Impact of COVID-19 Expected to Hinder Meat Producers
Beef accessibility worries from all around Canada continue to come in as the COVID-19 pandemic persists. Due to the general public security measures by the authorities, slaughter plants in Canada and the US are lowering line speeds, shifts, and short-term closures in other cases. These measures are due to Covid-19 issues, and analysts are stating that meat supplies are expected to be struck hard.
Kevin Grier, a market analyst, says that Canadian slaughter activities are most likely to decline by at least 5% in the second quarter of the year and that he says “is if we are lucky.” He further told those on a webinar organized by marketing intelligence firm J.S. Ferrero that “Production is much, much slower than normal.” The slow production rate creates a major problem for cattle keepers.
The persistence of Covid-19 has brought about a temporary closure of the Cargill plant at High River in Alta. The packer is one of the major meat packers on the Prairies. Several employees at other major meat plants in JBS in Brooks in Alta have tested positive to Covid-19, resulting in a lot of problems in operations due to employee shortage. The plant, as of last week was working barely on a single shift, and this has substantially diminished its daily slaughter operations.
On the other hand, multiple American packaging plants that deal with Canadian livestock have also announced decreases in their slaughter activities, and others have briefly stopped running because of staff contracting the virus as well. Tyson meat plant in Pasco, Washington, has temporarily closed while the JBS plant in Greeley, Colorado, was expected to open last week after its temporary closure at the start of the month.
According to Grier, beef has become far more expensive at the counter in comparison to pork and chicken. He says that “Beef costing has become uncompetitive relative to the other two main types of meat.”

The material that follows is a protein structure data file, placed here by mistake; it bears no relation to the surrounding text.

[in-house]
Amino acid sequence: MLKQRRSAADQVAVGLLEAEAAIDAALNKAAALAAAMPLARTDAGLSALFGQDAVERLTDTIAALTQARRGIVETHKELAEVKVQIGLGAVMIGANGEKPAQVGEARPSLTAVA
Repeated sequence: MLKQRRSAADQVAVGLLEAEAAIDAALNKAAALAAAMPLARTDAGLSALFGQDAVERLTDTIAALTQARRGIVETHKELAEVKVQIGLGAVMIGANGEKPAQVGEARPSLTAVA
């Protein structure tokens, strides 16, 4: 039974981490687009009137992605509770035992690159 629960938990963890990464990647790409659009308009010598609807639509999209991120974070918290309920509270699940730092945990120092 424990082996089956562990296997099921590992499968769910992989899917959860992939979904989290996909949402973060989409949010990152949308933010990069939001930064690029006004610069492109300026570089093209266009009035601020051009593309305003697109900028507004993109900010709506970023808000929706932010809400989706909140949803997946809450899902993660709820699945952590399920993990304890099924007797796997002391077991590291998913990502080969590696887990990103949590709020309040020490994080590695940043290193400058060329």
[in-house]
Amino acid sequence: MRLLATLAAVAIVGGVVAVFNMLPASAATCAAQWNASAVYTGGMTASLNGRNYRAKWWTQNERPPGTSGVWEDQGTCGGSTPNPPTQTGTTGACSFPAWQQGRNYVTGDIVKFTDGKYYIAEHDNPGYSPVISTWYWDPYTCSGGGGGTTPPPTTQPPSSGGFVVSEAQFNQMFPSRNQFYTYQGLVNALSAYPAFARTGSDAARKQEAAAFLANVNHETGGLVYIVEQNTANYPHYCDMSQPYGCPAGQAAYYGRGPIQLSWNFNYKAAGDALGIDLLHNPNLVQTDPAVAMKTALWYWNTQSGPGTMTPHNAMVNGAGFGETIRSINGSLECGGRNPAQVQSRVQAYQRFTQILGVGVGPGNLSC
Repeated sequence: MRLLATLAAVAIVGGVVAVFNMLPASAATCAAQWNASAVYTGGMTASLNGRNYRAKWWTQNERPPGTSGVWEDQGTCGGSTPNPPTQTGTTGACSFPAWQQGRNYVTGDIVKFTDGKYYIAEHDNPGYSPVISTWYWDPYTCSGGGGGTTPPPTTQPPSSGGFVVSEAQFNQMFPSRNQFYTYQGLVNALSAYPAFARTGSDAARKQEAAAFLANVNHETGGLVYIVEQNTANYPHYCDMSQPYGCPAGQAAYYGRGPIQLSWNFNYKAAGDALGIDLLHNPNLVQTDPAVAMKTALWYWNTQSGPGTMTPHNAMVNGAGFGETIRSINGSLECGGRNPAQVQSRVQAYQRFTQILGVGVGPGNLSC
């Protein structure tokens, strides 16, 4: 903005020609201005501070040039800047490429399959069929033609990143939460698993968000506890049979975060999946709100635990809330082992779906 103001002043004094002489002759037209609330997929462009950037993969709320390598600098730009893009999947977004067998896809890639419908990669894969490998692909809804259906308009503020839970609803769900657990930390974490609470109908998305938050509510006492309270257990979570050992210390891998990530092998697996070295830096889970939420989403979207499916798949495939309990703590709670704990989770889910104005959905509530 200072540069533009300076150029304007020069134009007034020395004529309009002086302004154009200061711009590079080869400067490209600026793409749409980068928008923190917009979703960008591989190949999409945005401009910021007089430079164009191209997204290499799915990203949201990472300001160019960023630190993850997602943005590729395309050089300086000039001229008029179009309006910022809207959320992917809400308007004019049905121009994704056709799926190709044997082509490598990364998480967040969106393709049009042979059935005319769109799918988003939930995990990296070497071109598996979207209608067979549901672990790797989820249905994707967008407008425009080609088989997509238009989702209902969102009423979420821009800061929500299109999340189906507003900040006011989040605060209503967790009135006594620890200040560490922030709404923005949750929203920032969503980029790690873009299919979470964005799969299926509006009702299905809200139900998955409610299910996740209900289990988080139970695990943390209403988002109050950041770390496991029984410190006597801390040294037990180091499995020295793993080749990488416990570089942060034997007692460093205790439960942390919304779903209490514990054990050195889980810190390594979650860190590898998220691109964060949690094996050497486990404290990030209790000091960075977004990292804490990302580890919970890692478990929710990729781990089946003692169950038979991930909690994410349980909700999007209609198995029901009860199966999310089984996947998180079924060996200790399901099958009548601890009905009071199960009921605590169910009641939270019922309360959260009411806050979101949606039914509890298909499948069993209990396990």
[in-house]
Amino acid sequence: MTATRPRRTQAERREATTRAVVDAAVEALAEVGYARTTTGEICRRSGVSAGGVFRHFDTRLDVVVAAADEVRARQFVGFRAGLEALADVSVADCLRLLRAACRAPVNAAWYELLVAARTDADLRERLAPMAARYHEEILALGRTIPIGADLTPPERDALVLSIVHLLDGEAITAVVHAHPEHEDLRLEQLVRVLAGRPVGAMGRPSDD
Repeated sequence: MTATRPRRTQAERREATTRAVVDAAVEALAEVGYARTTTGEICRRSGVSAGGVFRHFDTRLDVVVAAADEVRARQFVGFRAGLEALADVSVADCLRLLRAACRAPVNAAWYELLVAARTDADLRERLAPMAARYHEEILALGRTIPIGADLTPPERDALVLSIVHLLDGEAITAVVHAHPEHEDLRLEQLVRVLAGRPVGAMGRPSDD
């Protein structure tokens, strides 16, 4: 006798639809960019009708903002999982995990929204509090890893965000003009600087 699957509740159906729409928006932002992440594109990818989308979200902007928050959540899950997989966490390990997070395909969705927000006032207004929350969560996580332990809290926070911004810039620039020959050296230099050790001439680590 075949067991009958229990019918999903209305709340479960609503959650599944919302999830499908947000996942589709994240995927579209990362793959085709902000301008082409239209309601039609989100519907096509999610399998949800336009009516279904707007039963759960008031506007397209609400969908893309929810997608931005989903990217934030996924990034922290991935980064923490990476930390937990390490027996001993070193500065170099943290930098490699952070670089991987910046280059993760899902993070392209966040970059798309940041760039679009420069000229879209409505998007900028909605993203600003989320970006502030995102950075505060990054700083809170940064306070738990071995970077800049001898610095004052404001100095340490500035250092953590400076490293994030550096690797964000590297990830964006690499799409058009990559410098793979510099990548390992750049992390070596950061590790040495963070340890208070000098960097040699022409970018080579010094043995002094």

According to Statistics Canada, Canadians love to eat out more commonly as compared to eating at home. The pandemic has altered this as the majority of full service eateries have undergone a forced closing as the struggle to control the growth of the virus continues. The effects of the pandemic continue to be felt seriously in the third quarter of this year as people focus more on paying the christmas expenses during the first quarter. Grier further forecasts that in the 2nd and 3rd quarters, food sales will be around 20% of what they are these days, while fast food restaurants like McDonald’s may possibly maintain 40% of their sales.
During the same webinar, an American agricultural economist, Rob Murphy, said that reduced packaging capacity had brought about a disconnect between meat prices and live animal prices. He stressed that panic buying due to Covid-19 contributed to strong margins among the packers.
Many slaughter plants in the US might be facing a slide of as much as 9% due to slower processing speeds and temporary closure of meat packing plants as a result of the COVID-19 pandemic. Murphy stated that “We think that’s going to persist, that you’re going to continue to see those types of problems that will lead to year over year declines in steer and heifer slaughter, at least for the next couple of months and maybe beyond.”
Murphy further claimed that price levels for cash cattle are most likely to continue dropping because the cattle sellers need to move the cattle, and there is not much leverage with the packer. The feed yard placements are also probably going to fall in the upcoming months, thus bringing down inventory, and this indicates a drop in beef supply.